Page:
No, the "superior authorities" to which the apostle Paul refers at Romans 13:1 aren't Jehovah and Jesus at all, even thought this was what Jehovah's Witnesses had understood the "superior authorities" to be between 1929 and 1962, but in the Watchtower dated November 1, 1962, November 15, 1962, and December 1, 1962, a careful analysis for made so that we came to understand that the "superior authorities" are the secular rulers, the political rulers of this world, who "stand placed in their relative positions by God." Jehovah's Witnesses would not be found teaching error, for if anyone should be found deliberately teaching error to anyone, this can lead to expulsion from God's organization for apostasy, since the holy spirit urges that all Christians "speak in agreement." (1 Corinthians 1:10)
Summing it up....we have men that claim they are speaking for God.....yet when things go wrong they say they aren't perfect and it is unreasonable to expect perfection.
I can agree that Jehovah's Witnesses are God's mouthpiece today, that we do speak for God. (2 Corinthians 5:20) I can also agree that when we get something wrong, this is because we are imperfect. (Romans 3:23; 1 John 1:8) Lastly, I agree with you that it would be unreasonable for anyone to expect perfection from an imperfect creature.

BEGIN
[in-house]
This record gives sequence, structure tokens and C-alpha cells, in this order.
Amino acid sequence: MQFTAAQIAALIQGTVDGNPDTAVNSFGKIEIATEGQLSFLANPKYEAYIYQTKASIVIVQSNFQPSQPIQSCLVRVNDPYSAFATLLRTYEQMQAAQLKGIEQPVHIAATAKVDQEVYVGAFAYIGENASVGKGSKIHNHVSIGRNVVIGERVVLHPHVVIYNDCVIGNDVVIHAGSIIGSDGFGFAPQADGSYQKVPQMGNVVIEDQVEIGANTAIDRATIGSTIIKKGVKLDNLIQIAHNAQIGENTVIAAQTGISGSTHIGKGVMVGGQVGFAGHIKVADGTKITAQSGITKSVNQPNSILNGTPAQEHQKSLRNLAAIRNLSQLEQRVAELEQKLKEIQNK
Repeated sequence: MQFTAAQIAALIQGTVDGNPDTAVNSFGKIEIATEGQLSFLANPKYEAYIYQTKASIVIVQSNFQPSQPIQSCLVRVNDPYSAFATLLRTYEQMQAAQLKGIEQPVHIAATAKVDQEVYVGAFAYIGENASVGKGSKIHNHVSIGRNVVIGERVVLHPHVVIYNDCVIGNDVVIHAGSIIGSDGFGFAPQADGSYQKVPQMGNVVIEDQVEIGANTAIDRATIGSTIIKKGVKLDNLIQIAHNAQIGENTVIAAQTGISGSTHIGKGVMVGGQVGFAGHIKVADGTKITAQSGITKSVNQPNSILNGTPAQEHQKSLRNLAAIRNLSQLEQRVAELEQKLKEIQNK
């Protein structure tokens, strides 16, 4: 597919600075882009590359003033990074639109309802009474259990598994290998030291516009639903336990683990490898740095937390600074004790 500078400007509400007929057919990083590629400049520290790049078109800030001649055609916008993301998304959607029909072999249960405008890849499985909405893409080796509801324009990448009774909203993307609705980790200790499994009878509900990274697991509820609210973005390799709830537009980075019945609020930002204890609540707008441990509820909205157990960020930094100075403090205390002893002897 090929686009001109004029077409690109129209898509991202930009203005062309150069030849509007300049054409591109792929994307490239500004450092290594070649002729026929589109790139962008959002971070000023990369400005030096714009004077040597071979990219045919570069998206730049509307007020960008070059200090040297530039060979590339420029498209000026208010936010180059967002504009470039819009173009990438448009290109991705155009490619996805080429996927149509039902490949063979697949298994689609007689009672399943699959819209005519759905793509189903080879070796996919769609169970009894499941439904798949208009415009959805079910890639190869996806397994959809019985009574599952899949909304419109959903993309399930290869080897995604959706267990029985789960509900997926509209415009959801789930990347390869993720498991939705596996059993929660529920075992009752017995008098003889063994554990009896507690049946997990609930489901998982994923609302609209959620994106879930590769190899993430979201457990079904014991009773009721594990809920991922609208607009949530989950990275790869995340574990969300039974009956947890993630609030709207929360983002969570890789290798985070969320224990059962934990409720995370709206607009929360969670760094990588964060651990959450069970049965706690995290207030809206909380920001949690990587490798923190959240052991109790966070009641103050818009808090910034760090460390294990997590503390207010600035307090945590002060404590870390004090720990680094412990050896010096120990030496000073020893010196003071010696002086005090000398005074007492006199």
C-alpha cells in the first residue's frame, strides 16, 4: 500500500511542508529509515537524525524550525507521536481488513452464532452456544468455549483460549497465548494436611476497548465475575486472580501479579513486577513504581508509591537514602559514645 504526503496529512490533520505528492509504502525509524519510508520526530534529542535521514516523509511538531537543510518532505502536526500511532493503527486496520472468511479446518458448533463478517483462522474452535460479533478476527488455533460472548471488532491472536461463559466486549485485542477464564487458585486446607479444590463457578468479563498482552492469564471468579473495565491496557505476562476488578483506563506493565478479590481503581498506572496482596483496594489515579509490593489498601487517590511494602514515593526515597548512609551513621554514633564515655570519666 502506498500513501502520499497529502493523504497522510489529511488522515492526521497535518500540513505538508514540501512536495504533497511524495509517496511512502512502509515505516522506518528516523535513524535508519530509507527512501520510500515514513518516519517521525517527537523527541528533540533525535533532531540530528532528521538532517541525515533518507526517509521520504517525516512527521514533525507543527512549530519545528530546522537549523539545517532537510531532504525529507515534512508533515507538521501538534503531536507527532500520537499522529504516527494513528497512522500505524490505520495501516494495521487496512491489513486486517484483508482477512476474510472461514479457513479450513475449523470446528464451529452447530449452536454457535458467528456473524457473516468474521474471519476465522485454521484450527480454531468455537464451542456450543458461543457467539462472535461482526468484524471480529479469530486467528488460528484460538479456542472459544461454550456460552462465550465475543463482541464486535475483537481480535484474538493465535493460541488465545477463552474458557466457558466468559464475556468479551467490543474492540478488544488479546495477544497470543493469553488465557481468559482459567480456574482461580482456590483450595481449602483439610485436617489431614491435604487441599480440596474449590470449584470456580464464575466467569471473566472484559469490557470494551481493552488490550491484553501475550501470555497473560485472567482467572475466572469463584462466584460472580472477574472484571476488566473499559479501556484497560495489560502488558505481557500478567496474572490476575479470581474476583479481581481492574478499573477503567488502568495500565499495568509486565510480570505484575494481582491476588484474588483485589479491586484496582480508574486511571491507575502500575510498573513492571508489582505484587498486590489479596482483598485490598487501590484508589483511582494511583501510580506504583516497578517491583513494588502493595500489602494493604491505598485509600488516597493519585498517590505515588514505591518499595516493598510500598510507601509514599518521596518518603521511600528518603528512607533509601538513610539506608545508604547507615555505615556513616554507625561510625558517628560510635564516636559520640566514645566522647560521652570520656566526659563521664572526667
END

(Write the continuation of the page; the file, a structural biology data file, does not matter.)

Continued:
Yet they also say in as many words, "if you want to avoid eternal destruction....you need to QUIT believing THIS....and START believing THIS.....because the teaching has changed."
This statement of yours is loaded in that it assumes facts that are not in evidence. When ever have Jehovah's Witnesses told anyone to quit believing something and to start believing something else for any reason?
With as much respect as I can muster up here…are you out of your mind?
I don't care if you respect me or not, but, no, I happen to be of sound mind.
This is not a matter of rank and file witnesses telling "worldly" ones what they can and cannot believe. This is a matter of the governing body telling rank and file witnesses what they can and cannot believe.
I don't understand your point about rank-and-file Witnesses telling non-Witnesses what they can or cannot believe, and how this is a matter of the governing body of Jehovah's Witnesses telling rank-and-file Witnesses what they can and cannot believe. No one can tell anyone else what to believe. You are mistaken.
Again, try telling others at your KH that you believe something OTHER than what the FDS teaches.
Why would I tell someone -- anyone -- that I believe something that I don't believe? I don't believe in gay marriage, so should I tell someone that does that I do believe in gay marriage? I won't do that just as I wouldn't expect someone that believes in gay marriage to say because I don't believe in gay marriage, that it would be morally wrong for same-sex couples to be permitted to marry. Do you see my point or don't you? I'm an adult and I'm in the habit of telling someone lies just to please someone else. If you should do this, fine, but that would make you a liar, even a hypocrite, but I won't do this.
For instance if you were still going around telling others that the ones that saw the events of 1914 unfold positively will not die before the end comes, you’d be reprimanded pretty quickly. And why? Because the boys in Brooklyn changed the teaching and you are expected to accept it and not ask questions.